Our Harrisburg vets know that cats can be notoriously picky eaters, so if your cat is refusing to eat it can be difficult to know why. Here are a few common reasons why your cat may not be eating, and when you should head to your vet.
My Cat Won't Eat
There are a number of reasons why cats refuse to eat ranging from disliking their new food to pain or discomfort. Figuring out your cat's reason for not eating can be challenging and upsetting.
If your feline pal skips one or two meals but then resumes eating normally, there's probably nothing to worry about. If your cat or kitten does not eat for more than a day, there may be an underlying health issue causing your cat discomfort.
Less Serious Reasons Why Your Cat May Not be Eating
The following are some of the less serious reasons why your cat may be suffering from a lack of appetite:
- New food
- Recent vaccinations
- Motion sickness following travel
- Change in regular routine
- Stranger in the house
If any of these conditions apply to your cat, you will most likely notice that your cat starts eating again within 24 hours and gradually returns to normal. However, if your cat refuses food for more than a day, you should schedule an appointment with your veterinarian. When it comes to pet health, it's always better to be safe than sorry.
More Serious Reasons Why Your Cat May Not be Eating
Dental Health Issues
Cats, like humans, can suffer from tooth decay and various mouth infections. Your cat may refuse to eat because they are in pain from advanced tooth decay, inflamed gums, broken or loose teeth, a dental abscess, or an injury to the inside of their mouth caused by a foreign object.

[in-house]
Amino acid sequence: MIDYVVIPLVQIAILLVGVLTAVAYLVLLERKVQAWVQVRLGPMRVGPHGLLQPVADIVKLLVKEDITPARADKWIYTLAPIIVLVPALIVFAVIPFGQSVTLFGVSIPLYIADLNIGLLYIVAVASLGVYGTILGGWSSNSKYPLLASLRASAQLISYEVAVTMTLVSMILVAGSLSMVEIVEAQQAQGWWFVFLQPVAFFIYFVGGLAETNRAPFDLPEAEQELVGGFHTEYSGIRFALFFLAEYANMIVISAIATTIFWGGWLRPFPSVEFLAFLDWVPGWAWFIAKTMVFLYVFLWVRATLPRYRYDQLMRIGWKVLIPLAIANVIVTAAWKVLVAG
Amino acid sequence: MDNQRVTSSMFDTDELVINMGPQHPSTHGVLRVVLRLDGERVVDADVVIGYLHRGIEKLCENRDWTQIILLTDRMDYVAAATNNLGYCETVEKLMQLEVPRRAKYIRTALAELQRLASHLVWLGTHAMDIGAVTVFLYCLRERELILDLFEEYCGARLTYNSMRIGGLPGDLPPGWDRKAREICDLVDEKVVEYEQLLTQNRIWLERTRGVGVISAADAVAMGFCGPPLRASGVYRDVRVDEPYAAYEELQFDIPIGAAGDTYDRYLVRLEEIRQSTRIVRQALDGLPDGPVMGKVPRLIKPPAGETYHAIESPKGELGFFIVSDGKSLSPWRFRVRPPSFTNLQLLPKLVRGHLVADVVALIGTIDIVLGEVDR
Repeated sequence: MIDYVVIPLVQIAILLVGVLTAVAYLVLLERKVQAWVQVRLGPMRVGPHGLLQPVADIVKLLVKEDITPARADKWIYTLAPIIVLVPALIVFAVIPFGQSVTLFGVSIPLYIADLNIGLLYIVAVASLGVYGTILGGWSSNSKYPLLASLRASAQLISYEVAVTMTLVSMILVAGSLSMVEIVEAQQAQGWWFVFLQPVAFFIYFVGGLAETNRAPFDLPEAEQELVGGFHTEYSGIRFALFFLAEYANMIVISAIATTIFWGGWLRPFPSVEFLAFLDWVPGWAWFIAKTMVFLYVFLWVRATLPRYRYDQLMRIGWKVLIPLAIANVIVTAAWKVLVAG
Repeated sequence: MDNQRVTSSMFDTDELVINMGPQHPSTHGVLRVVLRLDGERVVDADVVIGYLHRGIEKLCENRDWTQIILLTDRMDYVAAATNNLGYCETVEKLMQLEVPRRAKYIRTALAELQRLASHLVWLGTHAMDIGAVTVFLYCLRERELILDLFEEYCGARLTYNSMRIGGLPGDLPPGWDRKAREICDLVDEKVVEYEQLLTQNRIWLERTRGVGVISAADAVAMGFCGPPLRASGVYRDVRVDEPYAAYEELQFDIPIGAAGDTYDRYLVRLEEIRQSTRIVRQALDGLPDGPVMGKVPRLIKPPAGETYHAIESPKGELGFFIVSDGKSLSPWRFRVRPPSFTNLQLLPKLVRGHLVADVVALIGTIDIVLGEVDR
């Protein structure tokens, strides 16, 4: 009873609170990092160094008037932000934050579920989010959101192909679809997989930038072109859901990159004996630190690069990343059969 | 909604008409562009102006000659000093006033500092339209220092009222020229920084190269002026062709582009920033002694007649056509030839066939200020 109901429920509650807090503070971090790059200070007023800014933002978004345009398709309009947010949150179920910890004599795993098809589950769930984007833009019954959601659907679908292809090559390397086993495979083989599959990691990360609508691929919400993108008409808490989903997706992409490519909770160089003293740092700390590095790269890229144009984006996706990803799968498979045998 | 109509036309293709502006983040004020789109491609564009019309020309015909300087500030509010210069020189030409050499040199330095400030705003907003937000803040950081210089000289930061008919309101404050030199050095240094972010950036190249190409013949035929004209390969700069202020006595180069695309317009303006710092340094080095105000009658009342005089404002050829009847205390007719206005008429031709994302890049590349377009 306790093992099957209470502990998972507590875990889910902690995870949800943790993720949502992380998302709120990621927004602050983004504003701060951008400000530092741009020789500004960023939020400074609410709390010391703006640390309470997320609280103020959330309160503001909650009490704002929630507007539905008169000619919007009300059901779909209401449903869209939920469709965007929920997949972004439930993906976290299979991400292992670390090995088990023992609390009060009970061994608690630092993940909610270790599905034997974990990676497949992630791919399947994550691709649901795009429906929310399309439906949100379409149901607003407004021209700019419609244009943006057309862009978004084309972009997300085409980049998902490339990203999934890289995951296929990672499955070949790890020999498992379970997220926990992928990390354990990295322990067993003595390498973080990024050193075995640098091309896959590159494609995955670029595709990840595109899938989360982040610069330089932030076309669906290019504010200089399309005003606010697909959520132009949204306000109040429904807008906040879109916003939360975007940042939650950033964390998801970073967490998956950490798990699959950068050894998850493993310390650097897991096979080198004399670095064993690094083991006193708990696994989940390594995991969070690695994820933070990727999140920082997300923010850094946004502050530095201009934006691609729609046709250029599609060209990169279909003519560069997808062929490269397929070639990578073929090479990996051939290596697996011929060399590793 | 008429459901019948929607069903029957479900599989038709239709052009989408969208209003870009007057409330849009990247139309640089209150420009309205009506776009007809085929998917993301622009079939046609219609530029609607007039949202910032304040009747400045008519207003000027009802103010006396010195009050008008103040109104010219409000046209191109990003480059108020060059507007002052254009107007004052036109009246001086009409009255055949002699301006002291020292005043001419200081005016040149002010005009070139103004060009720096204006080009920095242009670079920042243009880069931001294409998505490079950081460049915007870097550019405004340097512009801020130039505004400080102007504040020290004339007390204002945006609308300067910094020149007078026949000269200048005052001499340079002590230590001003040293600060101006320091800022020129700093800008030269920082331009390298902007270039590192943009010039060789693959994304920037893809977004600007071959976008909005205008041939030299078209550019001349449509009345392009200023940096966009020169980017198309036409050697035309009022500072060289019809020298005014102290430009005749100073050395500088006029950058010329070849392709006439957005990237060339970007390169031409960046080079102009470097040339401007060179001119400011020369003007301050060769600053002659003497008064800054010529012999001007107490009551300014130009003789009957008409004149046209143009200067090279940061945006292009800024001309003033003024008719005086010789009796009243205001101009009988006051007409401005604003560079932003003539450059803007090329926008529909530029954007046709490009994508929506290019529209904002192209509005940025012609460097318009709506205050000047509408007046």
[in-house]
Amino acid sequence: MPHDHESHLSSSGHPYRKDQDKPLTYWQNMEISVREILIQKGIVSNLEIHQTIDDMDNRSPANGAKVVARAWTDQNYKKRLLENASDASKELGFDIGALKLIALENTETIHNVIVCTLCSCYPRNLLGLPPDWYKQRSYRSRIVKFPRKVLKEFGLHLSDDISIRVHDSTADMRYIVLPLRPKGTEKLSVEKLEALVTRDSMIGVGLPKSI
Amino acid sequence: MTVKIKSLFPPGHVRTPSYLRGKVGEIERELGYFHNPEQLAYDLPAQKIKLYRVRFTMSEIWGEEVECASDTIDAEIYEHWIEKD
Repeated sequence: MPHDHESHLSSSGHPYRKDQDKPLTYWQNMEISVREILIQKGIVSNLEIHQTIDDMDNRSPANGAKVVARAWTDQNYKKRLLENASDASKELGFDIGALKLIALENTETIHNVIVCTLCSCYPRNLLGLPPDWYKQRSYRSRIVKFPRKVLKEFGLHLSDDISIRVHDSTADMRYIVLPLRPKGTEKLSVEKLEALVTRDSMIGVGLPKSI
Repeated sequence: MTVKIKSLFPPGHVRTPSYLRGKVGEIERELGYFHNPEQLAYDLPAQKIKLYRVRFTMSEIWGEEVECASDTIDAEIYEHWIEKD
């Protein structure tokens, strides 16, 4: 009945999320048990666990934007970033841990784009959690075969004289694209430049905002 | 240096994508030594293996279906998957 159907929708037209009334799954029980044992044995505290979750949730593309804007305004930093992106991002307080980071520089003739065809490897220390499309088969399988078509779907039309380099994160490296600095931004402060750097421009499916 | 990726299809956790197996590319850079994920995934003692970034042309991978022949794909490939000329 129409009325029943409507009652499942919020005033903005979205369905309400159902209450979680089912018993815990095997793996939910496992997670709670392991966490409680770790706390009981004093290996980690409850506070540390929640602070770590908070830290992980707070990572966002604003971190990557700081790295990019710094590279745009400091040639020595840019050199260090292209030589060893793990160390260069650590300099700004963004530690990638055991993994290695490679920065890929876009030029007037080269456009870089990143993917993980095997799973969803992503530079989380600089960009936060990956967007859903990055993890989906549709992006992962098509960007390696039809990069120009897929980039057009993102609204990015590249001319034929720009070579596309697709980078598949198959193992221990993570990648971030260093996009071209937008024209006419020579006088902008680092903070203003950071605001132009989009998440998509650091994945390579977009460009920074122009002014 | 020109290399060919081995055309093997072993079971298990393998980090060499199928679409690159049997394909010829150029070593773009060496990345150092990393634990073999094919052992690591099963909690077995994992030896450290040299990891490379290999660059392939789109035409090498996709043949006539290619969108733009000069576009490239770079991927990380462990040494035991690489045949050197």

If you believe that your cat is suffering from mouth pain it's time to call the vet. Your Harrisburg vet can clean your cat's teeth and do a thorough examination of your cat's mouth to check for any oral health problems.
Common gastrointestinal (GI) problems in cats include parasites, foreign objects trapped in the intestinal tract, gastroenteritis, pancreatitis, urinary obstruction, colitis, cancer, or changes in gut intestinal bacteria.
Cats suffering from GI problems may feel nauseous and lose their appetite. If your cat has a gastrointestinal problem, it may exhibit other symptoms such as weight loss, vomiting, constipation, or diarrhea.
If your cat is showing signs of a GI issue, it's time to see your vet. Gastrointestinal problems such as those listed above are serious and may require emergency care, early diagnosis and treatment are key.
Kidney disease, like gastrointestinal issues, can cause cats to feel nauseous and refuse to eat. If your cat has kidney disease, you may notice other symptoms such as excessive water consumption and frequent urination. Kidney disease is fairly common in cats over the age of seven.
Kidney disease can only be diagnosed and treated by your vet. If your cat has stopped eating and is showing other symptoms of kidney disease contact your Harrisburg vet to book an appointment.